You want to have an artwork, for example a painting that you saw hanging in a museum or that is in a private collection, restituted to you. If you want to have your restitution application investigated and assessed by the Restitutions Committee, you can request a binding opinion. Below there is a description of the steps that have to be taken when submitting such a request. There is also a short checklist on the right-hand side of the page.
The binding opinion procedure is voluntary. This means that the owner of the artwork you are claiming must decide together with you to involve the Restitutions Committee. An artwork in a museum collection does not necessarily have to belong to the museum. It can, for instance, be a loan from a foundation, a local authority or a province. Contact the museum in order to find out who you would have to agree with about involving the Restitutions Committee. The museum will give you this information. It is often the case in practice that the museum is authorized by the artwork’s owner, a local authority for instance, to participate in the procedure on their behalf.
If it emerges that an artwork is from the Dutch National Art Collection, you must contact the RCE.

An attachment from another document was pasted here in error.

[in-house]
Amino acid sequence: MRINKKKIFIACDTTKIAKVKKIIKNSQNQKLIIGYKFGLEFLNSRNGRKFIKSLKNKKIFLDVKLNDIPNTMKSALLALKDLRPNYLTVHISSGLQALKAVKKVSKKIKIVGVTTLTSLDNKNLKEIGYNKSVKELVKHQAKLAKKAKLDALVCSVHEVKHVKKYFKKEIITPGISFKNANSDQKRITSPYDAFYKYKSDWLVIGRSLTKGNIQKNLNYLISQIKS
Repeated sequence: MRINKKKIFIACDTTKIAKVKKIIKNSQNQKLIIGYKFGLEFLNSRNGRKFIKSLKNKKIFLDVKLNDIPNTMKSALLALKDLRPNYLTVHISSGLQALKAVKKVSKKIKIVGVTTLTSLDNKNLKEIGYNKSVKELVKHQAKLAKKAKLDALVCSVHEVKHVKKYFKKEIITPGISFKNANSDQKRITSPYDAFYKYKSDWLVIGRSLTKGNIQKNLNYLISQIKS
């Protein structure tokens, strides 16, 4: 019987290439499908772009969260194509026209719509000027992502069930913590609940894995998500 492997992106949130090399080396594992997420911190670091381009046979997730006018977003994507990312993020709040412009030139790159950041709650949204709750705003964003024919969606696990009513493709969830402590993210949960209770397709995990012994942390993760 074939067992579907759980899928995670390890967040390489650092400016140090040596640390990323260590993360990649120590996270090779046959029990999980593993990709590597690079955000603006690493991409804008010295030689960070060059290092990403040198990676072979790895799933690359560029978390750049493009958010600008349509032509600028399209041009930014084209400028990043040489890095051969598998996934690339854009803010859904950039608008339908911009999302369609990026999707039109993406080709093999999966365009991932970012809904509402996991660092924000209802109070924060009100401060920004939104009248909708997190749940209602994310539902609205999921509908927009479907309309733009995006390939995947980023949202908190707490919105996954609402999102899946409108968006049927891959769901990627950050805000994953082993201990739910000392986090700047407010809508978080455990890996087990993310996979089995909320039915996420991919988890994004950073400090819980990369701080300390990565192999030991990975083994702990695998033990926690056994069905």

You and the current owner must state beforehand that you accept the opinion to be issued by the Restitutions Committee as binding and the regulations. It is therefore important to reach agreement about this with the owner or the owner’s authorized representative (for example the museum).
Together with the other party, ask the Restitutions Committee for an investigation and a binding opinion. To that end send the Restitutions Committee a letter signed by the owner of the claimed artwork (or the owner’s authorized representative) and by you as representative of the party claiming the artwork. Both parties can also submit separate requests by means of two separate letters.
The letter or letters must clearly state the following :
- which artwork is concerned;
- where the artwork is (which museum/which collection);
- who the parties are (on the one hand the current owner, for example a foundation or a provincial/local authority, and on the other the party claiming the work of art on the grounds of former ownership);
- who the representatives of the two parties are and their contact details (for example a museum director could be the authorized representative of the current owner, and a representative of the family could represent the former owner).
The Restitutions Committee will verify whether it can deal with the request for a binding opinion. It is a requirement that all those entitled to the assets of the former owner of the claimed artwork are represented in the procedure (article 4, paragraph d of the regulations). You must prove who these entitled people and/or institutions are by means of a notarial certificate of inheritance or an equivalent document issued by a judicial authority. Such documentation should therefore be obtained as soon as possible.
As an applicant you must prove that you are acting on behalf of all those entitled to the assets of the former owner of the artwork you are claiming. Obtain powers of attorney from all these people and/or institutions at the earliest possible stage.